Catalan leaders will likely move on Monday to declare independence from Spain, more than a week after the already autonomous Spanish region held a banned referendum on secession.
In a televised address from Generalitat Palace in Catalonia’s capital, Barcelona, on Wednesday night, Catalan Regional President Carles Puigdemont indicated that the region could declare independence early next week.
“I am sure that in the next few days, we will show the best of our country when the institutions of Catalonia will have to apply the results of the referendum,” he said.
Earlier, he had told the BBC that he would declare independence at the end of the current week or “the beginning of next.”
Meanwhile, Mireia Boya, a Catalan legislator from the pro-independence Popular Unity Candidacy (CUP) Party, said a proclamation of independence would come after a Monday parliamentary session to assess the results of the Sunday plebiscite.
A regional government source, speaking on condition of anonymity, also said that “according to how the session goes, independence could be declared.”
The Spanish government went out of its way to avert the Sunday referendum, raiding venues and confiscating ballot boxes and papers, arresting officials, and even installing police forces at sites where polling stations managed to get set up to physically remove voters. Security forces used batons and rubber bullets to disperse crowds of voters, wounding nearly 900 people.
The United Nations called on Spanish authorities on Monday to launch a complete and fair investigation into the violence.
Despite the crackdown, some 2.26 million of Catalonia’s 5.3 million registered voters managed to cast their ballots, according to figures released by the regional government, which said the turnout had been some 43 percent. Ninety percent of the participants voted in favor of secession from Spain, the regional government said.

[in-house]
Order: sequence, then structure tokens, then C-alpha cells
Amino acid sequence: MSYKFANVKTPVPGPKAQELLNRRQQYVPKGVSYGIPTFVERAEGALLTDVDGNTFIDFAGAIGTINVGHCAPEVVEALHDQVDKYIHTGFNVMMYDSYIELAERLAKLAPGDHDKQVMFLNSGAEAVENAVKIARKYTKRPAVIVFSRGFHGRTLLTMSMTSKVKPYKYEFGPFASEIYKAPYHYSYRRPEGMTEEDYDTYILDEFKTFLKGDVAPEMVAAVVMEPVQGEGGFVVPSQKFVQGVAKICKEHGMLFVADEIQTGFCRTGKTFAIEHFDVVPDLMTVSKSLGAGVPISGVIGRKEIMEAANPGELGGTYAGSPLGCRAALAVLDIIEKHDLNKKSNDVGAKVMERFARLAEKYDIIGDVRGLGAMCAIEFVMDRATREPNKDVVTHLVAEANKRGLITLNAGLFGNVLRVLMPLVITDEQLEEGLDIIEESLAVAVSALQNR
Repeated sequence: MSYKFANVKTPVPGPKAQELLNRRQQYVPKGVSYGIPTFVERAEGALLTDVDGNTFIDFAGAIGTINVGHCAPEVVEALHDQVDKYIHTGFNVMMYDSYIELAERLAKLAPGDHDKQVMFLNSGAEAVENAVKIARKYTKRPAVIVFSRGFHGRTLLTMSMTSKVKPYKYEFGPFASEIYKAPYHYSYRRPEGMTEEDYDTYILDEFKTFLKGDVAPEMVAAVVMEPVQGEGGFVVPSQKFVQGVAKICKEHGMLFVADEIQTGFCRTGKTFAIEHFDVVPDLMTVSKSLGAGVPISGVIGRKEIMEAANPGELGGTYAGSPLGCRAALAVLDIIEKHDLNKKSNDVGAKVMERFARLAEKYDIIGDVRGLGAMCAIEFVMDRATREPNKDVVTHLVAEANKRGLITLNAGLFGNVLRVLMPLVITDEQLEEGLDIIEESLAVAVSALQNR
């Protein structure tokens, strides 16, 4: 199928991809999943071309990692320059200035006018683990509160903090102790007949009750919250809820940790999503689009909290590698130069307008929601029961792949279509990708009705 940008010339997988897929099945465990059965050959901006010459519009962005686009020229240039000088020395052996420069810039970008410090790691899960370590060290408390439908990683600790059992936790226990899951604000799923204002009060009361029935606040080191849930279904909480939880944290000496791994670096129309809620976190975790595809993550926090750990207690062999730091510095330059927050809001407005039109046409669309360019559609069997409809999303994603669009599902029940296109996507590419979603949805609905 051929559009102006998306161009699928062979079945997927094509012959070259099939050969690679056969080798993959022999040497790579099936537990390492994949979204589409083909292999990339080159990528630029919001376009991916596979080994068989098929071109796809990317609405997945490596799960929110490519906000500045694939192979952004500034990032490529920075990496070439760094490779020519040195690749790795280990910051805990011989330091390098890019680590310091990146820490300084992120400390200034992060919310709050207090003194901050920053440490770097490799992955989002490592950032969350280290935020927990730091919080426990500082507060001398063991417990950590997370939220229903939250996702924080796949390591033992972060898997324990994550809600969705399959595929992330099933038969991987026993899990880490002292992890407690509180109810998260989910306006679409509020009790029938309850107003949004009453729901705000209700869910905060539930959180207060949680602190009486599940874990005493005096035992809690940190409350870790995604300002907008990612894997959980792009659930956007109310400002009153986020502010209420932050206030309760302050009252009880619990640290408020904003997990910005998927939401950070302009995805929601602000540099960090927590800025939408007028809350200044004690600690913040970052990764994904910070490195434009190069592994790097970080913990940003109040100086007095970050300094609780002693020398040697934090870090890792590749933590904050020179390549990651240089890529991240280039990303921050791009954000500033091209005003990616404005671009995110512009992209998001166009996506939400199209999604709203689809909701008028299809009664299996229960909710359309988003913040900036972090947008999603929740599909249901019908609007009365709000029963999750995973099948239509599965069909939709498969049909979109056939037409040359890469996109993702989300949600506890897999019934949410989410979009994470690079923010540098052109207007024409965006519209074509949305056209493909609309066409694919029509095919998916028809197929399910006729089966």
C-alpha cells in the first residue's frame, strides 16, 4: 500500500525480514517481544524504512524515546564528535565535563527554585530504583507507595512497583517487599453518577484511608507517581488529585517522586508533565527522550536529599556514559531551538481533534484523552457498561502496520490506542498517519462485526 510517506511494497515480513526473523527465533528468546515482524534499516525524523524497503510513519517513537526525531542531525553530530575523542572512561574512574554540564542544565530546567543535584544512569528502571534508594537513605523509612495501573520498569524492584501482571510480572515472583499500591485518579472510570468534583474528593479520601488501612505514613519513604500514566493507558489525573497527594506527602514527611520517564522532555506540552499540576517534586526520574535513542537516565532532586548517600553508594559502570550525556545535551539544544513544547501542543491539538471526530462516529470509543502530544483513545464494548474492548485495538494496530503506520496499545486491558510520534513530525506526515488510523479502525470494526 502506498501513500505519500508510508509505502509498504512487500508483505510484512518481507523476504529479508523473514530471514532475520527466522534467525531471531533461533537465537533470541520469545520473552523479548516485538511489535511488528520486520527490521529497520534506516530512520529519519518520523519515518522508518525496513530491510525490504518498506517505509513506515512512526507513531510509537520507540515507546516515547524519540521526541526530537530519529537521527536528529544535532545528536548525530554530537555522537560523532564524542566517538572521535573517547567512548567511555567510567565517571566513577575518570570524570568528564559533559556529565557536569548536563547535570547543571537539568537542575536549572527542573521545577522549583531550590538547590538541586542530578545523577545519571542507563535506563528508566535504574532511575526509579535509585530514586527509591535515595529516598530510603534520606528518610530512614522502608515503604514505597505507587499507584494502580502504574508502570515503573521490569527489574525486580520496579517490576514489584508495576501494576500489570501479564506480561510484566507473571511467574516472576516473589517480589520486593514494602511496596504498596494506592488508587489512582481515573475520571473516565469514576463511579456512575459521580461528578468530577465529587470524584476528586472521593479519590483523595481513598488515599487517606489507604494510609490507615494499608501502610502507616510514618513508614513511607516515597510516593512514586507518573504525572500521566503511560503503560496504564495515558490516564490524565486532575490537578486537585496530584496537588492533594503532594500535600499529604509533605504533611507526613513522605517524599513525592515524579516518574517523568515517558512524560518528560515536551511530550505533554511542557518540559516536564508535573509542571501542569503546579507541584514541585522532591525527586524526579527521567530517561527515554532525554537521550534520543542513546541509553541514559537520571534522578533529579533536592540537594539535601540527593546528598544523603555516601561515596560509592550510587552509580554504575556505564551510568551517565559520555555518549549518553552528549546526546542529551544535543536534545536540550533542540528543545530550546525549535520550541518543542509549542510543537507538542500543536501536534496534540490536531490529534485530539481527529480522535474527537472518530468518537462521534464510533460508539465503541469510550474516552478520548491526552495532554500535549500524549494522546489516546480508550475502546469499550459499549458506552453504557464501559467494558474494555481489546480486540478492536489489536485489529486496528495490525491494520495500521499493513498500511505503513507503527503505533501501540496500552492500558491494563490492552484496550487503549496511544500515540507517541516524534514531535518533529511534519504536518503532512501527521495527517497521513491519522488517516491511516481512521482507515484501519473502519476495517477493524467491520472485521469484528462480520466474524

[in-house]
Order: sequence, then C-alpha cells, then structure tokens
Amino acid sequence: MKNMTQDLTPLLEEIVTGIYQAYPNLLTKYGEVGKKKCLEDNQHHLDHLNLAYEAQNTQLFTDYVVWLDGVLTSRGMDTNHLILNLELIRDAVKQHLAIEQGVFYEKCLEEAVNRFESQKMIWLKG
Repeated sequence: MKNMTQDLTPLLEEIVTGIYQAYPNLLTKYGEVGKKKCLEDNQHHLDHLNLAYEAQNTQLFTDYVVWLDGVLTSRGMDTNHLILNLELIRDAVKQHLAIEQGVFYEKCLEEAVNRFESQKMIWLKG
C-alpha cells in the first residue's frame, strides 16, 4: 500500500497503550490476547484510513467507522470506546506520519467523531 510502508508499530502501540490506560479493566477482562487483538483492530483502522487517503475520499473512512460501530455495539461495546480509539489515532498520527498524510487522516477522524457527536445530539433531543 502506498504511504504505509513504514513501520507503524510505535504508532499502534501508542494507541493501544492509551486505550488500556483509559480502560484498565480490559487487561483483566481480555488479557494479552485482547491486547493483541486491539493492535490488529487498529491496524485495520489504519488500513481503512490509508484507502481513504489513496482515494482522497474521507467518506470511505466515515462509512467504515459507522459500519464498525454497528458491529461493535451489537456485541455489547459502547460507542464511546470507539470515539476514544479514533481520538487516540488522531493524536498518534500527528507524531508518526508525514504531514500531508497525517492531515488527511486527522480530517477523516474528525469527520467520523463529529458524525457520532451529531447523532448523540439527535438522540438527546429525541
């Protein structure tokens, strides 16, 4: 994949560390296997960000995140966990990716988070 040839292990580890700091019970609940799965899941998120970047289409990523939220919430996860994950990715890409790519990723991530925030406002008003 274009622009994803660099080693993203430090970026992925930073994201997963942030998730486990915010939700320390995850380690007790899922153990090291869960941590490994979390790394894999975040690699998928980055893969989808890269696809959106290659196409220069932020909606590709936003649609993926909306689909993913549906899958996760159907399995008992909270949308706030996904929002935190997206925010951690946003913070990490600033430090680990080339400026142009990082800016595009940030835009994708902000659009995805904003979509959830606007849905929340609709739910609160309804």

On Tuesday, nearly 700,000 people marched in fury through the streets of Barcelona to protest police brutality, and a general strike was called on the same day by more than 40 unions and associations in the region in order to “vigorously condemn” the brutal police response to the voting process.
Elsewhere in his address, Puigdemont said he favored mediation to find a way out of the standoff, but the government of Spanish Prime Minister Mariano Rajoy strongly rejected the bid, calling on Catalonia to “return to the path of law” first before any negotiations could take place.
Madrid says the referendum was unconstitutional and shouldn’t have been held in the first place. It thus argues that it would never participate in talks on an “illegal” issue.
The Catalan leader also lambasted Spanish King Felipe VI for labeling the Sunday referendum as “illegal and undemocratic.”
“The king endorses the discourse and policies of the government of Rajoy, which have been catastrophic for Catalonia and deliberately ignore the millions of Catalans who do not think like them,” Puigdemont said, adding the king’s remarks on Tuesday “disappointed many people in Catalonia.”
Catalonia, one of Spain’s 17 autonomous regions, had held a symbolic referendum back in November 2014, during which more than 80 percent of participants voted for independence, according to Catalan officials.
The region has a population of 7.5 million people, who speak their own language and have their own cultural traditions, and a political movement for splitting from Spain that has strengthened in recent years.
Catalonia, Spain’s richest region, accounts for a fifth of the country’s economy.
Culled from Presstv